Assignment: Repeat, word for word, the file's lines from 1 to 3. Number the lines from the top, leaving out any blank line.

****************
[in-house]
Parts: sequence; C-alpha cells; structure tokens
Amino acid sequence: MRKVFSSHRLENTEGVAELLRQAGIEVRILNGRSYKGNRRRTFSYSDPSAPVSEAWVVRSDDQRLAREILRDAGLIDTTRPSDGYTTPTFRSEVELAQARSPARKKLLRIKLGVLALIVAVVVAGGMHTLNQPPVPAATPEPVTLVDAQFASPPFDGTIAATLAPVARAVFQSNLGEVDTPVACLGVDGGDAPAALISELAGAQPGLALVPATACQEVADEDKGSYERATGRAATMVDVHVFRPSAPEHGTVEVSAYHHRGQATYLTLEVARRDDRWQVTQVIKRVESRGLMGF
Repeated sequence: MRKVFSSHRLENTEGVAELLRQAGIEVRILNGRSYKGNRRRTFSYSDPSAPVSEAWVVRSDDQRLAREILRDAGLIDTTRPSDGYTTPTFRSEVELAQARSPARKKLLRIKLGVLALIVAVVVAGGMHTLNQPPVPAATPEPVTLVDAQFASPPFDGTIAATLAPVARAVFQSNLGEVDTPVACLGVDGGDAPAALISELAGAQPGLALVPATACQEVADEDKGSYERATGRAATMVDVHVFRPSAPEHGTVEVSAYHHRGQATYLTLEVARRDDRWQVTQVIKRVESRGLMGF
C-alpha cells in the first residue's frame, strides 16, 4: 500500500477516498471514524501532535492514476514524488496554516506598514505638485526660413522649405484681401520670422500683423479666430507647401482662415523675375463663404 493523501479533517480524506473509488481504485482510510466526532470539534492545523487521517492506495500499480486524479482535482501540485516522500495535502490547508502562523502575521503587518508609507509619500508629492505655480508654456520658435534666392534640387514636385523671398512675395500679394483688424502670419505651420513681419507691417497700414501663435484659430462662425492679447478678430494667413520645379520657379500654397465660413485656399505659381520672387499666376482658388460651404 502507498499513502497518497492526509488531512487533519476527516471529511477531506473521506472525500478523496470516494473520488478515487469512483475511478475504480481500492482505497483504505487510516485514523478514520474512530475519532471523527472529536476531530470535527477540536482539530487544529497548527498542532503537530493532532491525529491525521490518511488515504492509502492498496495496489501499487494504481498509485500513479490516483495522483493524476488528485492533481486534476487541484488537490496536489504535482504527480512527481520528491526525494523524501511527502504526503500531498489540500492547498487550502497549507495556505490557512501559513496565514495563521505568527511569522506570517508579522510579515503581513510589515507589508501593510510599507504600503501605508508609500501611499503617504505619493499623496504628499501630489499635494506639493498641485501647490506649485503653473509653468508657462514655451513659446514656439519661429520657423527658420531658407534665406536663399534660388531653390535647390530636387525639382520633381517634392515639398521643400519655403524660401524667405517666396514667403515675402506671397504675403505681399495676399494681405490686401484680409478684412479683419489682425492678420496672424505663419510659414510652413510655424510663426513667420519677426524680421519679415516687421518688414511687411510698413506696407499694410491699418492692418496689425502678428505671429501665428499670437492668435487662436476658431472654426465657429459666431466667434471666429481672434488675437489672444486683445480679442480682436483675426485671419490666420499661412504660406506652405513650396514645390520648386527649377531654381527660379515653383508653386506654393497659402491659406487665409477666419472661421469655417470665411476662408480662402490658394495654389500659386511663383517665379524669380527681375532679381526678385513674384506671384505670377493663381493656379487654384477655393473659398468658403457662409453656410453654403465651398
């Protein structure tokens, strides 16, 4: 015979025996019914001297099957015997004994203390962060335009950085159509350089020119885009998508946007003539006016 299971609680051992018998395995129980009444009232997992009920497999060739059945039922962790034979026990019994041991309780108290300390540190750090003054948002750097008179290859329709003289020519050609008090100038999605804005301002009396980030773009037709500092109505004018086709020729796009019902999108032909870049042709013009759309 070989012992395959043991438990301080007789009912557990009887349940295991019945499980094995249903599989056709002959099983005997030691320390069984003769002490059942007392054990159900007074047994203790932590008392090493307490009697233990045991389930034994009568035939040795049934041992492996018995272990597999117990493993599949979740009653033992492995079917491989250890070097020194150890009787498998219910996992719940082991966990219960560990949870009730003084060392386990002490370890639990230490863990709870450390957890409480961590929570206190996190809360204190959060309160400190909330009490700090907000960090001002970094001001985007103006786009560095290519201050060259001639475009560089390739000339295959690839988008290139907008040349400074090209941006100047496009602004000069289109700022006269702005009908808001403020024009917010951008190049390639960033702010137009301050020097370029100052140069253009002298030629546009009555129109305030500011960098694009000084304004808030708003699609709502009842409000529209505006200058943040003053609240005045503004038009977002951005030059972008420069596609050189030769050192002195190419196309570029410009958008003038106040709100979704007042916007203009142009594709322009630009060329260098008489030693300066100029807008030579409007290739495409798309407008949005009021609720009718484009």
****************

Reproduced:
[in-house]
Parts: sequence; C-alpha cells; structure tokens
Amino acid sequence: MRKVFSSHRLENTEGVAELLRQAGIEVRILNGRSYKGNRRRTFSYSDPSAPVSEAWVVRSDDQRLAREILRDAGLIDTTRPSDGYTTPTFRSEVELAQARSPARKKLLRIKLGVLALIVAVVVAGGMHTLNQPPVPAATPEPVTLVDAQFASPPFDGTIAATLAPVARAVFQSNLGEVDTPVACLGVDGGDAPAALISELAGAQPGLALVPATACQEVADEDKGSYERATGRAATMVDVHVFRPSAPEHGTVEVSAYHHRGQATYLTLEVARRDDRWQVTQVIKRVESRGLMGF